Kensington & ChelseaNews

‘He killed my beautiful daughter’: Met officer who killed Jade Mutua in police car collision ‘not at fault’

A Met police officer who hit and killed Jade Mutua in 2019 while responding to an emergency call in a marked police car was not at fault, an inquest has ruled.

The inquest, which ended yesterday at Westminster Coroner’s Court, determined that Ms Mutua, an aspiring social worker aged 22, died as a result of a road traffic accident.

PC Gary Watkinson, who was driving the vehicle, acted in accordance with the relevant policies and procedures, an Independent Office for Police Conduct (IOPC) investigation concluded.

The police car was travelling at about 62mph in a 30mph zone, prior to the officer’s emergency braking. Ms Mutua was struck at 53mph.

Ms Mutua’s dad, Jermaine Laxmidas, said he wants the law to change around collisions involving emergency vehicles responding to an emergency.

He said: “Sixty-two to 64 miles an hour in a 30mph zone. Police said that’s normal. PC Wilkinson said himself [at the inquest] that he is encouraged by the police and the superintendent to go faster.

“When questioned is there a set speed limit to go he said ‘no, you can go as fast as 110mph on a 30mph road.

“I think the law needs to change. The whole jury agreed he killed my beautiful daughter.”

On August 13, 2019, at around 10pm, police officers responded to an emergency call following a report of a woman being threatened by a group with a knife.

The car they were in collided with Ms Mutua, in Warwick Road, Kensington.

She had entered the road from beside a parked Land Rover Freelander and sustained serious injuries. Officers gave emergency first aid but she died in hospital two days later.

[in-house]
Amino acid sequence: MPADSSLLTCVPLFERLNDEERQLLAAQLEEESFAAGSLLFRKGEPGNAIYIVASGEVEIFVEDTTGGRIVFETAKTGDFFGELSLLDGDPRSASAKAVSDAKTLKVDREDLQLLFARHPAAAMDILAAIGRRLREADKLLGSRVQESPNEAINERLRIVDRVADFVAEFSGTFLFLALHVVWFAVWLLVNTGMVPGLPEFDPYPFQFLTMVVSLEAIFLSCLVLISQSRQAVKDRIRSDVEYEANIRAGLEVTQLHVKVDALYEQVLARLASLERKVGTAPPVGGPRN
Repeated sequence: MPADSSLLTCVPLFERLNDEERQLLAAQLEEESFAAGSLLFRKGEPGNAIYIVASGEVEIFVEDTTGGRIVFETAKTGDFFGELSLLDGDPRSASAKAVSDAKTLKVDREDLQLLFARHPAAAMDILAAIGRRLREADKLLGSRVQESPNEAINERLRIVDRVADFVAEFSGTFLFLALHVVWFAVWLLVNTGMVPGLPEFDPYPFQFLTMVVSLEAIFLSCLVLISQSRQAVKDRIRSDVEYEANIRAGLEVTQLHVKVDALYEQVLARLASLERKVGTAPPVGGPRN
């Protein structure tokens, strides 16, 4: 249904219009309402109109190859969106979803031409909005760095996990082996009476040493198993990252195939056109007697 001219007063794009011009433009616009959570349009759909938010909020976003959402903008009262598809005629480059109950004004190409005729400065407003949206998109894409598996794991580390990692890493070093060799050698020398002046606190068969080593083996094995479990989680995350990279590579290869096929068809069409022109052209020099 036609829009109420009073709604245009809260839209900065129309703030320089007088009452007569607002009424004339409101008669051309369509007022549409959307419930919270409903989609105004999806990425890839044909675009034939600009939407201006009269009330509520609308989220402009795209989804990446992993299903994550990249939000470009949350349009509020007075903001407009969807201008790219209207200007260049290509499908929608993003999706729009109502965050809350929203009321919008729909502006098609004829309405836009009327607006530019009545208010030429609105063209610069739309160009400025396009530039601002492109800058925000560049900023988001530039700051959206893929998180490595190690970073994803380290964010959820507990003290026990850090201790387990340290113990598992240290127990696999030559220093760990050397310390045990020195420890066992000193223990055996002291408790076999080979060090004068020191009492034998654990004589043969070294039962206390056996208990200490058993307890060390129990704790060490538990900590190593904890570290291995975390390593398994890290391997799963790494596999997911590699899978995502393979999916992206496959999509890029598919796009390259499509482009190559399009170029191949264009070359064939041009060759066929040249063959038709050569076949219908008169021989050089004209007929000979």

An IOPC investigation which concluded in November 2020, looked at the actions and decisions of MPS officers and staff prior to the collision, the manner of the police officer’s driving and the medical assistance provided by officers at the scene.

It examined a forensic collision report which studied the response officer’s reaction times to Ms Mutua entering the road. Research studies suggest most normal road drivers, under test conditions, are able to respond to an unexpected hazard in 0.7 to 1.5 seconds, with 0.7 considered “extremely swift”.

According to the analysis, the driving officer responded in 0.6 seconds.

IOPC regional director, Charmaine Arbouin, said: “My thoughts and sympathies are with Ms Mutua’s family, friends and all those affected by her untimely and tragic death, including the officers involved.

“Our investigation found no indication that any Metropolitan Police Service officers behaved in a manner that would justify the bringing of disciplinary proceedings or had committed a criminal offence.

“However, we did identify the need for the Metropolitan Police to provide radio batteries which will last the duration of an officer’s full shift. On this occasion the officers had to return to their police vehicle in order to send a radio message to other units following the collision.”

A spokesman for IOPC said: “As part of our investigation, IOPC investigators attended the scene and conducted a detailed examination.

“A number of witness statements were taken from police officers and members of the public. CCTV footage and police officers’ body-worn camera footage was analysed and compared, along with a download from the police vehicle’s incident data recorder.”

Pictured top: Jade Mutua, with her father Jermaine Laxmidas, centre holding a picture of her (Picture: Jade Mutua Foundation trust)

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